Most animals and plants have only a limited ability to survive water loss. Humans may die if they lose 14 per cent of the water from their bodies. Some frogs can lose 50 per cent and some earthworms 83 per cent of their water and still recover. Some organisms, however, can lose more than 95 per cent, or even more than 99 per cent, of their water and enter into a state of anhydrobiosis (life without water) in which their metabolism comes, reversibly, to a standstill. There is a problem, however, in defining which organisms are capable of anhydrobiosis. Organisms show a whole range of abilities to survive water loss, ranging from losing just a little bit (as can humans) to losing almost all of it. At what point do we consider an organism to be anhydrobiotic?
Anhydrobiosis is best defined in terms of its effect on metabolism. Losing a little bit of water may have no effect on metabolism. Losing more may depress metabolism, but further water loss will cause it to cease altogether. Consider what happens to metabolism in mammals which survive the winter in a state of deep hibernation. Hibernating mammals have a reduced rate of metabolism, but they do not cease metabolising altogether. We have one term for animals which have ceased metabolising - we refer to them as being 'dead'. The difference between anhydrobiosis and death is that an organism in a state of anhy-drobiosis will recover, grow and reproduce when normal conditions return (when immersed in water), whereas a dead organism will not. We could thus define anhydrobiosis as 'the ability to survive the cessation of metabolism due to water loss'.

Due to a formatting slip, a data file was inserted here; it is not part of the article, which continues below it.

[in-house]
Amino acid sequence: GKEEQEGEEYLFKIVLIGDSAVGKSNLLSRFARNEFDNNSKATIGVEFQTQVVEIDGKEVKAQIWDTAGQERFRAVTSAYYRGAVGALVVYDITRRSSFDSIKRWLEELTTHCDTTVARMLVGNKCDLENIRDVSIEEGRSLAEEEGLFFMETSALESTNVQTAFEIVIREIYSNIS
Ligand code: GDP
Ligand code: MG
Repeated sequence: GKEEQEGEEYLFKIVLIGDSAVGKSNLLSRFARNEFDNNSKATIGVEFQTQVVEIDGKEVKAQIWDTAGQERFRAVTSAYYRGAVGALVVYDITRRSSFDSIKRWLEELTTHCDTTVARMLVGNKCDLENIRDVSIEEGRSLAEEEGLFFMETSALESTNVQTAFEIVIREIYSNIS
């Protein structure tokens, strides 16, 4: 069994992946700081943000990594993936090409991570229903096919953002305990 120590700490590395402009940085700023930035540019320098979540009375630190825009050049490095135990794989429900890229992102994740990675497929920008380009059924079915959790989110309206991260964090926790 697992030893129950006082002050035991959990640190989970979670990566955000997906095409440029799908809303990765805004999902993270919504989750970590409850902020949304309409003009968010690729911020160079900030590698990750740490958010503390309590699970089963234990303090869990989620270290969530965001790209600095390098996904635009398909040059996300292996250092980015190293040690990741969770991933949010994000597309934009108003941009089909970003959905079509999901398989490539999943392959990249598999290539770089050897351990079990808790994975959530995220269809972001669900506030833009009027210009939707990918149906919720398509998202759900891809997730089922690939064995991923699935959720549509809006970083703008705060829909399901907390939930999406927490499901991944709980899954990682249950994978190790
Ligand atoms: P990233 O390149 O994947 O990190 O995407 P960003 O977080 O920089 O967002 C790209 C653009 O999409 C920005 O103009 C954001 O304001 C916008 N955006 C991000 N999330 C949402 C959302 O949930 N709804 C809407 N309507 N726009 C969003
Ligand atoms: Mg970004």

Anhydrobiosis represents an extreme example of a resistance adaptation, where the organism shuts down operations completely as a result of water loss and survives in an ametabolic state until water returns. Are there any organisms which can continue to function in the absence of water? The answer is almost certainly no, given the vital role of water in metabolism. There have been, however, some interesting reports concerning nematodes from the Dry Valleys of Antarctica. Diana Wall, from Colorado State University, and her coworkers, have reported the presence of nematodes in the very dry soils of the Dry Valleys. These must be relying on very occasional inputs of water from melting snow or from glaciers, or are blown there from more productive sites. They presumably spend most of their time in anhydrobiosis.